Many video courses fit right into the reference category. For example, the Fluent courses on German pronunciation and on grammar cross over between guiding and reference resources. My dream for my German courses is that somebody follows it, gains a lot from it the first time, but knows that they can dip in and watch every video individually.
Good examples of reference resources include
The three core reference resources you need are
- a good online or offline dictionary (read my in-depth dictionary tips)
- a good grammar resource (read more tips on effective grammar study)
- and a good pronunciation guide.
So those are the three key categories of resources you should have somewhere in your personal language library. To re-cap:
- Guiding Resources give your studies shape and help you know your progress. You want these to be structured.
- Input Resources make language learning effective and enjoyable. You want these to be fun and right for your level.
- Reference Resources are on hand when you have specific questions and need a quick answer. You want these to be easy to access and understand.
If you don't have these three areas covered on your (virtual or IRL) bookshelf, it's easy to feel lost when learning a new language, to miss things, and even to lose yourself and think you're better than you are or worse than you are.
4. Self-Teacher's Resources
Are you learning a language by yourself? You need one more: the self-teacher's resources, which are all about how to organise yourself. This category contains language learning blogs, podcasts, books to help you master the learning process.
The self-teacher's resources are awesome because they
- keep you motivated and accountable
- help you adopt great study techniques.
For a practical, action-focused take on this resource that will set you up for inevitable success, check out the Language Habit Toolkit, your language coach in a box.
What are your favourite resources? Want recommendations for a resource in your target language or feel you're lacking something?
No problem! Leave me a comment below or say hi in the Fluent Language Learners Facebook group.
Finding credible resources for language learning can be difficult and time-consuming, but don't worry...I'm here to help! Welcome to a new blog series called 9 Best Resources. Every month, I'll bring you trusted and reliable apps, courses, books and more.
The series kicks off with one of the most popular languages among learners everywhere: Español!Read More
This is 2017: Social media is more powerful than ever. The next US president is tweeting at all hours. The Facebook algorithm has contributed to shaping public opinion. And over 80% of the population (in the USA) are on some kind of social network.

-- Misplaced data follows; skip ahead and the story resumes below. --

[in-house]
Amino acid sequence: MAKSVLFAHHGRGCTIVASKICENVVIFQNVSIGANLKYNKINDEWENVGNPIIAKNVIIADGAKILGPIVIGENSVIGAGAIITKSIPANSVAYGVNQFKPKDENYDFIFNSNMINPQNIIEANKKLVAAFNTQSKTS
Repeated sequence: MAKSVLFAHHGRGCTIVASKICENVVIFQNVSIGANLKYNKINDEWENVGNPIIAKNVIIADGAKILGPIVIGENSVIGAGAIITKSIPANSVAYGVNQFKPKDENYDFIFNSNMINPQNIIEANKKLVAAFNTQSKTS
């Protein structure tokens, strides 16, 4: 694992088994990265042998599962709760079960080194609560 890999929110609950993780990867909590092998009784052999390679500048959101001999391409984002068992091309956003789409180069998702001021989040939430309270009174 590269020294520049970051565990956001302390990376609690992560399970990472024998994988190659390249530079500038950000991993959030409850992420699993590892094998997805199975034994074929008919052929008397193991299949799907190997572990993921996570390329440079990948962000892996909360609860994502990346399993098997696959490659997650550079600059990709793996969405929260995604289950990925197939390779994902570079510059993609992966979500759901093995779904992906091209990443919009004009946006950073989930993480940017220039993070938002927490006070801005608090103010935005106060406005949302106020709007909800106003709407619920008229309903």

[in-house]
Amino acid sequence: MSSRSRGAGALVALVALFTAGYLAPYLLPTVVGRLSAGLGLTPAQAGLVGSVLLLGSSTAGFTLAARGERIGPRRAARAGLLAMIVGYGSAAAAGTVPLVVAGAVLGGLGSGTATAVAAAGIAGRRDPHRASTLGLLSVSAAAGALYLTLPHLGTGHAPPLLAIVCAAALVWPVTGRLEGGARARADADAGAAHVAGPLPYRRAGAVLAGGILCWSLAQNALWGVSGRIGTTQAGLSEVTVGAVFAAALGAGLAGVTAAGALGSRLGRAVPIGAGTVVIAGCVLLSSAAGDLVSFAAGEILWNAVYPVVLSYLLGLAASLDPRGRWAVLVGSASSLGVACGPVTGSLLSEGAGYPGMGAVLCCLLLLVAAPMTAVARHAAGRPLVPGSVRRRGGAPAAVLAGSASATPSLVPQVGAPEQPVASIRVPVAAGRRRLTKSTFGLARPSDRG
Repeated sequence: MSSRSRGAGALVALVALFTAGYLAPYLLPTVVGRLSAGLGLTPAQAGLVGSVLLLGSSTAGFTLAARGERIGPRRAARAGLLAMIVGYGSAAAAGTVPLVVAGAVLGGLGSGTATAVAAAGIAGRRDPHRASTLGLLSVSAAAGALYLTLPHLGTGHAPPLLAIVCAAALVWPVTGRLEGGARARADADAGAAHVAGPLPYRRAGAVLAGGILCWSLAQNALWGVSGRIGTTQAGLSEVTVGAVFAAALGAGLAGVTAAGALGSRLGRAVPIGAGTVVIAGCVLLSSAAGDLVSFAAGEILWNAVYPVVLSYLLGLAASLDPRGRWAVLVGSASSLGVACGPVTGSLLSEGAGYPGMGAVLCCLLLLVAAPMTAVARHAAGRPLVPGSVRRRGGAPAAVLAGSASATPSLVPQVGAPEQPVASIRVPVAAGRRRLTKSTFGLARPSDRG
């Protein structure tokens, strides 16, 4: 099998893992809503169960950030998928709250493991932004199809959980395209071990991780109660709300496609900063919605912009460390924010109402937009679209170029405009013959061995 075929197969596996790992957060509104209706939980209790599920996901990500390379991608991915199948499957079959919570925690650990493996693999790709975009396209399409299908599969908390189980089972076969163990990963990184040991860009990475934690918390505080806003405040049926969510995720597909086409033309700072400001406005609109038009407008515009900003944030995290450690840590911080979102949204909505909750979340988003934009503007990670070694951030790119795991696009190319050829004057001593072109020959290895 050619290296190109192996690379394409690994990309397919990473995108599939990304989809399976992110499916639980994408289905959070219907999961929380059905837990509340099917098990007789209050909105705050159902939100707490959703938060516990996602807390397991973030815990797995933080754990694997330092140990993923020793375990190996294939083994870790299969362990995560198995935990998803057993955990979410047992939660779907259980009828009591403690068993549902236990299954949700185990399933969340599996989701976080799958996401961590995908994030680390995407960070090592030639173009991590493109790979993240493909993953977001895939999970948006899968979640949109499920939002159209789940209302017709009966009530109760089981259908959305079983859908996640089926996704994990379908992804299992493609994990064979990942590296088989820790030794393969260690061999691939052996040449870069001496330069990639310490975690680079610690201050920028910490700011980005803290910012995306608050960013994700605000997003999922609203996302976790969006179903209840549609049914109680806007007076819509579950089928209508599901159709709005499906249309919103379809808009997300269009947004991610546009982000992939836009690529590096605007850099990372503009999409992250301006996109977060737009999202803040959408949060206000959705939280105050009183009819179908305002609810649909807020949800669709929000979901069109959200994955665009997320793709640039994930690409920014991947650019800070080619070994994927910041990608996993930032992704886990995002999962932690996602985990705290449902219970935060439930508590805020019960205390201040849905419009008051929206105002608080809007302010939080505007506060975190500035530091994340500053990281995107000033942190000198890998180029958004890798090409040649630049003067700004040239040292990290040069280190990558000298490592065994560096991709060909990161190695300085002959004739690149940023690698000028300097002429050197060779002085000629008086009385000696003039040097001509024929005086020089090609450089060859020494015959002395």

You'd think we're all a bunch of timewasters, scrolling our life away. But in this world of chaos, a small idea came and brought new motivation: "Use social media for good", it stated. Let's all stop wasting time and turn that naughty Facebook habit around.
Today, I'm here to tell you how that idea works out in practice. I've just completed a 28 Day Social Media Challenge, supported by the course Social Media Success. This course by Lindsay Williams is made for language learners and builds up your new study habit over 4 weeks.
Download the Guide
If you want to get more "behind the scenes" insight and find out which social networks are my top recommendations for language learners, be sure to download the new Guide to Social Networks from my Fluent Cool Kids Club by signing up here for free..
My Challenge Results
In my main language, Welsh, I spoke more sentences, discovered more native speakers, and added new vocabulary. In other words: HECK YES. This habit does not replace bigger study sessions, but it didn't take away the time for them either. Instead, I spent an effortless extra 3 hours on language learning.
I also found more time for my secondary languages. Currently these are Malaysian and French, and in the challenge I did things for both of them. Just a little bit, but it was there and lets me build onto them. I'm already working on a schedule.
17 Quick Tips for Language Learning on Social Media
Over the course of the 28 days, I collected short and simple tips that can help anyone get started with language learning on social media. Feel free to try a few of these, or even just to pick one.
Learn when you are busy
We already spend so much time on social media that this isn't a new time demand for most people. In fact, when was the last time you checked Facebook or Twitter? 20 minutes ago? Good! If you can do that, then you will find the language activities very easy. I was able to stick with the plan even on days where I travelled for over 12 hours, or met my whole extended family.
Here are my top tips:
- Mix language tools (flashcards) and social media together
For example, you can add new words you learn on Snapchat to a list on Memrise, or document your Duolingo tree in a Facebook group.
- Edit your newsfeed to stay focused
Are you following someone who tweets more nonsense than helpful things? Edit your newsfeed! You can mute some posts and set up focused lists to help you get there and save time. Twitter is my favourite tool for this.
- Newsfeed a mess still? Make a new profile
I created a language profile on Instagram so that I could stay focused on languages and have a newsfeed that gives me support and motivation. You can do the same on any social network, and most apps now support quick switching.
It pays off in 4 ways